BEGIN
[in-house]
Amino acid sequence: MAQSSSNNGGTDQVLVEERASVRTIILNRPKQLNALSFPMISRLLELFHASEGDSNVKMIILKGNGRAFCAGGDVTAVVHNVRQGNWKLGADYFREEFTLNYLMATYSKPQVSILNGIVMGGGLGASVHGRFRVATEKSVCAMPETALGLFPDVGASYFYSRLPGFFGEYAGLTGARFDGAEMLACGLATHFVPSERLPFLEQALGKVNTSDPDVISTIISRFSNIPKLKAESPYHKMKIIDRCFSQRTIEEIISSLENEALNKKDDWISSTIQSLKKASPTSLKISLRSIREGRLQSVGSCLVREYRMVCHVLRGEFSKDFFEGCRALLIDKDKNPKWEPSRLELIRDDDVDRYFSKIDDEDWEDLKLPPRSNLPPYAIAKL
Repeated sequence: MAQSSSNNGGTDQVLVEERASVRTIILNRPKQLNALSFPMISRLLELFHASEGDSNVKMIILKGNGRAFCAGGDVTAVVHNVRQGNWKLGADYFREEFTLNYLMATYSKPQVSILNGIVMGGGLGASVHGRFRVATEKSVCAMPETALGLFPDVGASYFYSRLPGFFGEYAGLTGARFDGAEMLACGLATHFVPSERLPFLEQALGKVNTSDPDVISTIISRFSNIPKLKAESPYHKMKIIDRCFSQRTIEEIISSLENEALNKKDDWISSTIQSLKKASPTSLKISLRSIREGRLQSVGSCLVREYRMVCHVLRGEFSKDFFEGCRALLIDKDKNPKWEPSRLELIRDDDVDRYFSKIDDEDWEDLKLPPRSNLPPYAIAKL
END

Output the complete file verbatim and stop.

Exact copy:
[in-house]
Amino acid sequence: MAQSSSNNGGTDQVLVEERASVRTIILNRPKQLNALSFPMISRLLELFHASEGDSNVKMIILKGNGRAFCAGGDVTAVVHNVRQGNWKLGADYFREEFTLNYLMATYSKPQVSILNGIVMGGGLGASVHGRFRVATEKSVCAMPETALGLFPDVGASYFYSRLPGFFGEYAGLTGARFDGAEMLACGLATHFVPSERLPFLEQALGKVNTSDPDVISTIISRFSNIPKLKAESPYHKMKIIDRCFSQRTIEEIISSLENEALNKKDDWISSTIQSLKKASPTSLKISLRSIREGRLQSVGSCLVREYRMVCHVLRGEFSKDFFEGCRALLIDKDKNPKWEPSRLELIRDDDVDRYFSKIDDEDWEDLKLPPRSNLPPYAIAKL
Repeated sequence: MAQSSSNNGGTDQVLVEERASVRTIILNRPKQLNALSFPMISRLLELFHASEGDSNVKMIILKGNGRAFCAGGDVTAVVHNVRQGNWKLGADYFREEFTLNYLMATYSKPQVSILNGIVMGGGLGASVHGRFRVATEKSVCAMPETALGLFPDVGASYFYSRLPGFFGEYAGLTGARFDGAEMLACGLATHFVPSERLPFLEQALGKVNTSDPDVISTIISRFSNIPKLKAESPYHKMKIIDRCFSQRTIEEIISSLENEALNKKDDWISSTIQSLKKASPTSLKISLRSIREGRLQSVGSCLVREYRMVCHVLRGEFSKDFFEGCRALLIDKDKNPKWEPSRLELIRDDDVDRYFSKIDDEDWEDLKLPPRSNLPPYAIAKL